She thought she had received a simple nettle sting while gardening: a mother dies a few weeks later

She thought she had received a simple nettle sting while gardening: a mother dies a few weeks later

Although she thought she had been stung by a nettle, her symptoms were actually due to a brain tumor (ILLUSTRATION). Envato Elements

A year after the tragic death of his wife, Cecilia Keefe, her husband gives his testimony in The Sun. Involved with The Brain Tumor Charity, he works to finance research and raise awareness of brain tumors.

A year after the disappearance of his wife, Mark Smith returns, in The Sun, on the tragic circumstances of her death. At the age of 52, Cecilia Keefe, mother of two children, discovered that she had an incurable brain tumor.

As she begins to feel tingling in her left wrist, the fifty-year-old, immersed in the creation of her vegetable garden, thinks that she was simply stung by a nettle or an insect. However, the feeling spreads little by little.

Several weeks of medical wanderings

During the first diagnosis, the possibility of carpal tunnel syndrome is advanced. Tingling, numbness, pain, everything matches.

But on April 12, while Cecilia had an appointment with a physiotherapist, her condition had already deteriorated. His arm is weakened and the symptoms extend to his left leg. On April 14, she could no longer get out of bed.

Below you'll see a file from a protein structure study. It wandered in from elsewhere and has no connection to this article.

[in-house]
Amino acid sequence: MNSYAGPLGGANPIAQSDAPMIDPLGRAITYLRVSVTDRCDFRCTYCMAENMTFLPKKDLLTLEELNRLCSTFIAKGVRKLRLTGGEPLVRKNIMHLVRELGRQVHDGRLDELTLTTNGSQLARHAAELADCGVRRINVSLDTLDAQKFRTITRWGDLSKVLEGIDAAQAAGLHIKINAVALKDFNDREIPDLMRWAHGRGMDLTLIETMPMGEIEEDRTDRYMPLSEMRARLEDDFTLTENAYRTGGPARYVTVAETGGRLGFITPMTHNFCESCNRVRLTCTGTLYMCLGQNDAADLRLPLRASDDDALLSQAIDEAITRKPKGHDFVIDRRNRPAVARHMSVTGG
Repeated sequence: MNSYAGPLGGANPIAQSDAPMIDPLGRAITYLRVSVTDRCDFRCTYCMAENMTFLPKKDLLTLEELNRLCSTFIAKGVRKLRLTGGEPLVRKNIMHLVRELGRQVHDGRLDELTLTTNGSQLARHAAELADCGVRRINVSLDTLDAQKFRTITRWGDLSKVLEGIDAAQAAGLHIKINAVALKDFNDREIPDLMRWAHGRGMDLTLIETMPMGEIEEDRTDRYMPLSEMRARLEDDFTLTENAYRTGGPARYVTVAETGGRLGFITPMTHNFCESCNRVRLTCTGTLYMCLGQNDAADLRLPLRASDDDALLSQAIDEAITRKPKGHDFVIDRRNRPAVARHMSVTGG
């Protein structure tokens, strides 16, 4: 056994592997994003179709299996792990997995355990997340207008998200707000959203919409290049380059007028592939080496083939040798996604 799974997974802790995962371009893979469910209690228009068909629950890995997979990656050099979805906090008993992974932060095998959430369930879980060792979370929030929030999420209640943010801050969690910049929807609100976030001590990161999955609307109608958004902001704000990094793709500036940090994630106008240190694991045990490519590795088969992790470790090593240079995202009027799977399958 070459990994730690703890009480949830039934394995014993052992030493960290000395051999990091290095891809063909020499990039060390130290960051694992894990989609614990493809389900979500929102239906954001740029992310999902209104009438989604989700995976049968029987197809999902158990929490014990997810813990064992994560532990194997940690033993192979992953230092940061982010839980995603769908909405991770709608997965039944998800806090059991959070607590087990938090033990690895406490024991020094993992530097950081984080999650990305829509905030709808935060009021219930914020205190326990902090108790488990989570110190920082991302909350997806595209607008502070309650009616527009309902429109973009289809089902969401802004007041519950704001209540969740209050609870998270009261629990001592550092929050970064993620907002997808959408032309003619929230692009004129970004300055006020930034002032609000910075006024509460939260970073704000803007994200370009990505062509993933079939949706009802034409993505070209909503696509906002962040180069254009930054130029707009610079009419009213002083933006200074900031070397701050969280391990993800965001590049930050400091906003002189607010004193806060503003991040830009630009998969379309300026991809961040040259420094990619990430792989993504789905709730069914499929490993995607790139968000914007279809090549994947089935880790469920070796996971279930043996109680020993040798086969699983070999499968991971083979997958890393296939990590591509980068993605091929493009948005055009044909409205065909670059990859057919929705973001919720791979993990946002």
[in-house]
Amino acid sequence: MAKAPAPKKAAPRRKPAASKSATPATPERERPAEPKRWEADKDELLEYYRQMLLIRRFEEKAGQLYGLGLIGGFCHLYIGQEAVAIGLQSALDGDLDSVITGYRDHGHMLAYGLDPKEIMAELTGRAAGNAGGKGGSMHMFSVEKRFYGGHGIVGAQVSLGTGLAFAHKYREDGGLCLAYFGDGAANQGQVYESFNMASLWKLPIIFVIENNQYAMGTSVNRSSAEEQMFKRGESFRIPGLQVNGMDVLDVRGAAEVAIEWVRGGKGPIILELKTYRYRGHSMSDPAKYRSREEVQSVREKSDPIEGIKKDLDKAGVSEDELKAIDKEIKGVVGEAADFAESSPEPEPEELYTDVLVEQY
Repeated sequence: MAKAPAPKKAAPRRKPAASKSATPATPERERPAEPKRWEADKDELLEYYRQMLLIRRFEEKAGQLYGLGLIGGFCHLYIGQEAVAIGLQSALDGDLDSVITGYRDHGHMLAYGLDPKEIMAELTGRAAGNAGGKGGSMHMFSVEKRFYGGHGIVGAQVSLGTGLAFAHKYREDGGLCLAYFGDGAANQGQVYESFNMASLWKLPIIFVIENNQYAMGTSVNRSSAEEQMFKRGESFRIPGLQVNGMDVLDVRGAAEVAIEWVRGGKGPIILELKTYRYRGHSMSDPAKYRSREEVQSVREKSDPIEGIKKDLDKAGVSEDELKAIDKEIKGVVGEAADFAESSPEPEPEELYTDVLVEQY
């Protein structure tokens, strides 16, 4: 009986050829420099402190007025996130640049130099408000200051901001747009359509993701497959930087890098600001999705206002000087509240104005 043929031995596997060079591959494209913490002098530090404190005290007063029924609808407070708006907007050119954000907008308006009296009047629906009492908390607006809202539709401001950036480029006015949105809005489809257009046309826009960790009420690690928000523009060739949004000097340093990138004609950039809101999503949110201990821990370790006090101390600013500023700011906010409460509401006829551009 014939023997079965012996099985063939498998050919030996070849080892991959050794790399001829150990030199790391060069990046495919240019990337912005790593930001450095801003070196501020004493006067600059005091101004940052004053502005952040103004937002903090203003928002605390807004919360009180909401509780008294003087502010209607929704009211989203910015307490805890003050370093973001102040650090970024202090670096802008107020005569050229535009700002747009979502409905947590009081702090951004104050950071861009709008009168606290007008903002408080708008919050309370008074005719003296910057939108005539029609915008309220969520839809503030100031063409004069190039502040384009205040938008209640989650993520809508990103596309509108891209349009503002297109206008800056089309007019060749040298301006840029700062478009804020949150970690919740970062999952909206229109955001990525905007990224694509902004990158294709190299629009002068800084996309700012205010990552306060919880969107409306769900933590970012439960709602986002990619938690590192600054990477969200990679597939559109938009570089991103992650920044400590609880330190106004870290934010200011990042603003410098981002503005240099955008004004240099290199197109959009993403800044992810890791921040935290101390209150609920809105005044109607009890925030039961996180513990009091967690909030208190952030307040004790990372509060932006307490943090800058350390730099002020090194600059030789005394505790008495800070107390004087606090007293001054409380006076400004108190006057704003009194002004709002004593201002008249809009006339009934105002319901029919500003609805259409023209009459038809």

Victim of a brain tumor

Tests are carried out and the result is clear: Cecilia suffers from a brain tumor. Despite the treatment, he only has around ten months to live. Cecilia's state of health continues to gradually deteriorate, losing her autonomy day after day. "In the space of six weeks, Cecilia went from perfectly healthy to unable to walk, bathe, or dress herself&quot ;, relates her husband.

Faced with this tragic situation, Mark organizes meals, outings and walks to lighten everyday life and enjoy the last moments. On May 11, the mother died in the hospital alongside her family.

Involved in the association The Brain Tumor Charity

Following the loss of his wife, Mark Smith became involved with The Brain Tumor Charity. This charitable organization works to fund research, raise awareness of brain tumors and reduce diagnosis times.

According to our colleagues, Mark Smith has collected to date more than 10,000 books for the association.

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